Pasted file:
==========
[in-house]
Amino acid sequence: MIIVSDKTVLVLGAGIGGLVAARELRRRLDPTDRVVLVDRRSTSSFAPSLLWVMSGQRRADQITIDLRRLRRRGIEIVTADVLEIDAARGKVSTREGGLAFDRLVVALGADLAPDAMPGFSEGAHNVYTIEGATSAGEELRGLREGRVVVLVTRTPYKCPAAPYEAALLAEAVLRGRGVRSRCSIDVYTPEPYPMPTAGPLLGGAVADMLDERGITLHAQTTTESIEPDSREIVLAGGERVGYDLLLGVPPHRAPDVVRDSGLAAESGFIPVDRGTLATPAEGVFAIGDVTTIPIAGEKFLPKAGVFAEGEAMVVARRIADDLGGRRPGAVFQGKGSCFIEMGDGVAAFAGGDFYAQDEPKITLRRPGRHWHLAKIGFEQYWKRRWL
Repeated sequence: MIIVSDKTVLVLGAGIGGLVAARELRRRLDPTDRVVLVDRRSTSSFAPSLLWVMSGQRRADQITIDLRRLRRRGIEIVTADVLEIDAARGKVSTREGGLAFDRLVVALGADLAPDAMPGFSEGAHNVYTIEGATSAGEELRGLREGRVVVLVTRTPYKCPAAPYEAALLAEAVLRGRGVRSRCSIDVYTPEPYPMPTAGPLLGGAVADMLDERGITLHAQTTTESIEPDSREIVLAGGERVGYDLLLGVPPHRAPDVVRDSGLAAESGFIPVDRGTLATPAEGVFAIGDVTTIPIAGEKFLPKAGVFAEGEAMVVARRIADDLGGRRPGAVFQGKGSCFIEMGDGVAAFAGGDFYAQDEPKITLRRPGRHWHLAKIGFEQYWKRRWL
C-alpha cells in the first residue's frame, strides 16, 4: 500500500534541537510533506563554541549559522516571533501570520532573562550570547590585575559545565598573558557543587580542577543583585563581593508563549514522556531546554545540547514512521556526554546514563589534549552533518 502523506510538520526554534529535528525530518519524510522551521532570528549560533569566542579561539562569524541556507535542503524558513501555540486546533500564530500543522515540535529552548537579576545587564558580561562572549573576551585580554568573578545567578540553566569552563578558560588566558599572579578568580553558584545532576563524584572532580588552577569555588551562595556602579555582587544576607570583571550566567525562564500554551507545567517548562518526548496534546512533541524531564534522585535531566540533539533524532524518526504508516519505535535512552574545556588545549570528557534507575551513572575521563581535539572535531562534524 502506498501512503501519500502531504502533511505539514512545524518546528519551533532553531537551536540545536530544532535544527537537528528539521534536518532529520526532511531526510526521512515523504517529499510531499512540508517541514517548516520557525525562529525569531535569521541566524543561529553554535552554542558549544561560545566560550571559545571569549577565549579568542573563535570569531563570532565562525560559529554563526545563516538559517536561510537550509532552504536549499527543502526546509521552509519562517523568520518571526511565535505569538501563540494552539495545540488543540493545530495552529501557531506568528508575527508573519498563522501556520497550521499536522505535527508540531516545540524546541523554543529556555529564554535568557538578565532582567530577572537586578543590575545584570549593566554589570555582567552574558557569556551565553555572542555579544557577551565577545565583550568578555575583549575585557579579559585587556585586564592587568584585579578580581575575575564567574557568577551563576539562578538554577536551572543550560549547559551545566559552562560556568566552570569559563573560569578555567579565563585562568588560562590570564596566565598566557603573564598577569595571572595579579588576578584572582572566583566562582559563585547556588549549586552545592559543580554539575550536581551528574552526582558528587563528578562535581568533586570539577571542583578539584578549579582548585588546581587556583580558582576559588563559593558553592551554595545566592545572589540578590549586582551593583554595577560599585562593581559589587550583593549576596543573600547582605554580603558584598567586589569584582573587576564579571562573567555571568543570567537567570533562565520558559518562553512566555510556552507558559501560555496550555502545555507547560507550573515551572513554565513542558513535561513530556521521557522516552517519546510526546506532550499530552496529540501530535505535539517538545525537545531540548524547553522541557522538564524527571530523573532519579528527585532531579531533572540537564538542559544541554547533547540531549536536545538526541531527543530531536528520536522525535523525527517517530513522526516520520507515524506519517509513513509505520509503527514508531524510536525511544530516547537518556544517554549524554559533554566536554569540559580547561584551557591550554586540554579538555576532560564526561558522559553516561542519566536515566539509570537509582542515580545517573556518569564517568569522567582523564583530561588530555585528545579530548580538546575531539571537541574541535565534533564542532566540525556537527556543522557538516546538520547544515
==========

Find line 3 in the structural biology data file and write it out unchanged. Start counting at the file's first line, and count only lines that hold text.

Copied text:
Repeated sequence: MIIVSDKTVLVLGAGIGGLVAARELRRRLDPTDRVVLVDRRSTSSFAPSLLWVMSGQRRADQITIDLRRLRRRGIEIVTADVLEIDAARGKVSTREGGLAFDRLVVALGADLAPDAMPGFSEGAHNVYTIEGATSAGEELRGLREGRVVVLVTRTPYKCPAAPYEAALLAEAVLRGRGVRSRCSIDVYTPEPYPMPTAGPLLGGAVADMLDERGITLHAQTTTESIEPDSREIVLAGGERVGYDLLLGVPPHRAPDVVRDSGLAAESGFIPVDRGTLATPAEGVFAIGDVTTIPIAGEKFLPKAGVFAEGEAMVVARRIADDLGGRRPGAVFQGKGSCFIEMGDGVAAFAGGDFYAQDEPKITLRRPGRHWHLAKIGFEQYWKRRWL